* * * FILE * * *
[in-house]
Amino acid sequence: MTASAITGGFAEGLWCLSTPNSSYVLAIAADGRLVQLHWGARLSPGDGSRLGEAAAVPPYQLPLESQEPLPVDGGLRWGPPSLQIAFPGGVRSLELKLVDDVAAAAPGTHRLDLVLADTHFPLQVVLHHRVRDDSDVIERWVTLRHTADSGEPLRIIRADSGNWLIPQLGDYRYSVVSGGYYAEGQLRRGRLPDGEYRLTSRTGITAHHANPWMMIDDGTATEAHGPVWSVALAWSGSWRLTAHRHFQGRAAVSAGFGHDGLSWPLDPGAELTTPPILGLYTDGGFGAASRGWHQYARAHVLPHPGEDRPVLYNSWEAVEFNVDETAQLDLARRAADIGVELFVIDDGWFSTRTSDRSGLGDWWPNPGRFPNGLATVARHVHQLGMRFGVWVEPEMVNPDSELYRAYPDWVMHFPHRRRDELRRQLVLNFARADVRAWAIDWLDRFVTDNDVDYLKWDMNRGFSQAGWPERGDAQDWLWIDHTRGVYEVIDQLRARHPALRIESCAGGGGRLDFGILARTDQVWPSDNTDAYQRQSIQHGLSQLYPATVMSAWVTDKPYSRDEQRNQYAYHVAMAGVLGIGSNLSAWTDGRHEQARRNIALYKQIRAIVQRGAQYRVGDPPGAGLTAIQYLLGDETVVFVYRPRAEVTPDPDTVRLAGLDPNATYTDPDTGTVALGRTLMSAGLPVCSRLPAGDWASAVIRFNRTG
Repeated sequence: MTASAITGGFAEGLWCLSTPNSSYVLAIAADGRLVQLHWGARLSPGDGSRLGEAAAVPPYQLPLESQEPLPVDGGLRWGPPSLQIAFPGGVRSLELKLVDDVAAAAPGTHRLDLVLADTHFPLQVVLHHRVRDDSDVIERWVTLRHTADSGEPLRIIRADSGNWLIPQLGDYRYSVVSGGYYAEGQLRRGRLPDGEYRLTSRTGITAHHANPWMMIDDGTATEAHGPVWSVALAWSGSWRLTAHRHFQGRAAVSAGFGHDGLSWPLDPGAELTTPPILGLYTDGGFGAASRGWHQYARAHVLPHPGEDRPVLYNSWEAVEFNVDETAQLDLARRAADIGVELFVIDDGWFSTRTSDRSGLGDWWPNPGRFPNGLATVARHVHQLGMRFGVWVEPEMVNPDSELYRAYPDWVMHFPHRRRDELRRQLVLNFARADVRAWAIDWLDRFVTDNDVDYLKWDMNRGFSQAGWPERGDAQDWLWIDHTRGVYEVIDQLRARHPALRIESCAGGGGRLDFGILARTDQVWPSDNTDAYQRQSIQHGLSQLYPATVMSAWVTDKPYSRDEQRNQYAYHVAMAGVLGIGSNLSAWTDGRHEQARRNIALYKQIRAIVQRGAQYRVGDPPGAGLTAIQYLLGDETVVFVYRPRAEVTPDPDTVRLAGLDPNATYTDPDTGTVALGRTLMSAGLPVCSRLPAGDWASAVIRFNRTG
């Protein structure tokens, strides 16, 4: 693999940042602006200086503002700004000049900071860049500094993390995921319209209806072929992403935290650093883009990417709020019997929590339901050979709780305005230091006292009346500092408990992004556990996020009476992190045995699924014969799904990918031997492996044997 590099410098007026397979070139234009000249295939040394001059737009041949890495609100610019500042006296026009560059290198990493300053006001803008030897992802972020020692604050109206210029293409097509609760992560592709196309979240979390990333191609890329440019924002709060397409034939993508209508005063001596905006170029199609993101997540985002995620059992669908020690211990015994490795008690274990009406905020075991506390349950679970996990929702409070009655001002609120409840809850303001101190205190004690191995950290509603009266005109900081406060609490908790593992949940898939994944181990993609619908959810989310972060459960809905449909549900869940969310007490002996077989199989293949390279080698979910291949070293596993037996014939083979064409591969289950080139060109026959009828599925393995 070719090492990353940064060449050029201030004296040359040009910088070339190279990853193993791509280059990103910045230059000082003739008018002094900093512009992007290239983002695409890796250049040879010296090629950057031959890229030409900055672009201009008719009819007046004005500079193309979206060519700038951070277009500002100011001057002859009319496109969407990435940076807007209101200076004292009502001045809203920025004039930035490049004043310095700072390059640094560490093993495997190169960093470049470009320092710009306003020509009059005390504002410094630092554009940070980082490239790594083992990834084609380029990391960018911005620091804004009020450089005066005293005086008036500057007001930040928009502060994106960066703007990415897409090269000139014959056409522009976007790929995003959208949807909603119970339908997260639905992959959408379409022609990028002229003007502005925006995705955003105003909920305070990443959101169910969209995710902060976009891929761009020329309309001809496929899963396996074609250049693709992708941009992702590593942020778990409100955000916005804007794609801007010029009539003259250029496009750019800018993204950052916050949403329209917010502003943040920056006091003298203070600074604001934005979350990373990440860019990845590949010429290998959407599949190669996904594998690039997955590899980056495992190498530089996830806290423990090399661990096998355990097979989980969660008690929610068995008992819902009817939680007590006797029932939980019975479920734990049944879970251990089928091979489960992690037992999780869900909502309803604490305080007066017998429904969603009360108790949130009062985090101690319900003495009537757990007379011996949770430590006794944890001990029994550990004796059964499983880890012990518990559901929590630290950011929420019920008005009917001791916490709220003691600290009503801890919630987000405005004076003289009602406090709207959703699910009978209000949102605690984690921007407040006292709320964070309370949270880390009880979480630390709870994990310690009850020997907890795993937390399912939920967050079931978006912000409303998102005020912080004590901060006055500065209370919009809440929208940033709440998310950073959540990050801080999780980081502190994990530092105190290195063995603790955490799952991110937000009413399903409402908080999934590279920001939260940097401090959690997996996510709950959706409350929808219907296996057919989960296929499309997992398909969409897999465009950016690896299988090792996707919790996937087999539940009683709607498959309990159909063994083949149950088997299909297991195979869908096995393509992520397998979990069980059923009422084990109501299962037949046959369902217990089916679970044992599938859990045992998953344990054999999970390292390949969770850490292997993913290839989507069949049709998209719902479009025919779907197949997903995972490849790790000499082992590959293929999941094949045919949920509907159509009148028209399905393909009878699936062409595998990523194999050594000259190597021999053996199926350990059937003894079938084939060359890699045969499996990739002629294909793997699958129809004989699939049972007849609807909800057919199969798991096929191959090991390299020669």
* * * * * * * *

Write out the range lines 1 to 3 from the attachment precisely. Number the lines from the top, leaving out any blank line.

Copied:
[in-house]
Amino acid sequence: MTASAITGGFAEGLWCLSTPNSSYVLAIAADGRLVQLHWGARLSPGDGSRLGEAAAVPPYQLPLESQEPLPVDGGLRWGPPSLQIAFPGGVRSLELKLVDDVAAAAPGTHRLDLVLADTHFPLQVVLHHRVRDDSDVIERWVTLRHTADSGEPLRIIRADSGNWLIPQLGDYRYSVVSGGYYAEGQLRRGRLPDGEYRLTSRTGITAHHANPWMMIDDGTATEAHGPVWSVALAWSGSWRLTAHRHFQGRAAVSAGFGHDGLSWPLDPGAELTTPPILGLYTDGGFGAASRGWHQYARAHVLPHPGEDRPVLYNSWEAVEFNVDETAQLDLARRAADIGVELFVIDDGWFSTRTSDRSGLGDWWPNPGRFPNGLATVARHVHQLGMRFGVWVEPEMVNPDSELYRAYPDWVMHFPHRRRDELRRQLVLNFARADVRAWAIDWLDRFVTDNDVDYLKWDMNRGFSQAGWPERGDAQDWLWIDHTRGVYEVIDQLRARHPALRIESCAGGGGRLDFGILARTDQVWPSDNTDAYQRQSIQHGLSQLYPATVMSAWVTDKPYSRDEQRNQYAYHVAMAGVLGIGSNLSAWTDGRHEQARRNIALYKQIRAIVQRGAQYRVGDPPGAGLTAIQYLLGDETVVFVYRPRAEVTPDPDTVRLAGLDPNATYTDPDTGTVALGRTLMSAGLPVCSRLPAGDWASAVIRFNRTG
Repeated sequence: MTASAITGGFAEGLWCLSTPNSSYVLAIAADGRLVQLHWGARLSPGDGSRLGEAAAVPPYQLPLESQEPLPVDGGLRWGPPSLQIAFPGGVRSLELKLVDDVAAAAPGTHRLDLVLADTHFPLQVVLHHRVRDDSDVIERWVTLRHTADSGEPLRIIRADSGNWLIPQLGDYRYSVVSGGYYAEGQLRRGRLPDGEYRLTSRTGITAHHANPWMMIDDGTATEAHGPVWSVALAWSGSWRLTAHRHFQGRAAVSAGFGHDGLSWPLDPGAELTTPPILGLYTDGGFGAASRGWHQYARAHVLPHPGEDRPVLYNSWEAVEFNVDETAQLDLARRAADIGVELFVIDDGWFSTRTSDRSGLGDWWPNPGRFPNGLATVARHVHQLGMRFGVWVEPEMVNPDSELYRAYPDWVMHFPHRRRDELRRQLVLNFARADVRAWAIDWLDRFVTDNDVDYLKWDMNRGFSQAGWPERGDAQDWLWIDHTRGVYEVIDQLRARHPALRIESCAGGGGRLDFGILARTDQVWPSDNTDAYQRQSIQHGLSQLYPATVMSAWVTDKPYSRDEQRNQYAYHVAMAGVLGIGSNLSAWTDGRHEQARRNIALYKQIRAIVQRGAQYRVGDPPGAGLTAIQYLLGDETVVFVYRPRAEVTPDPDTVRLAGLDPNATYTDPDTGTVALGRTLMSAGLPVCSRLPAGDWASAVIRFNRTG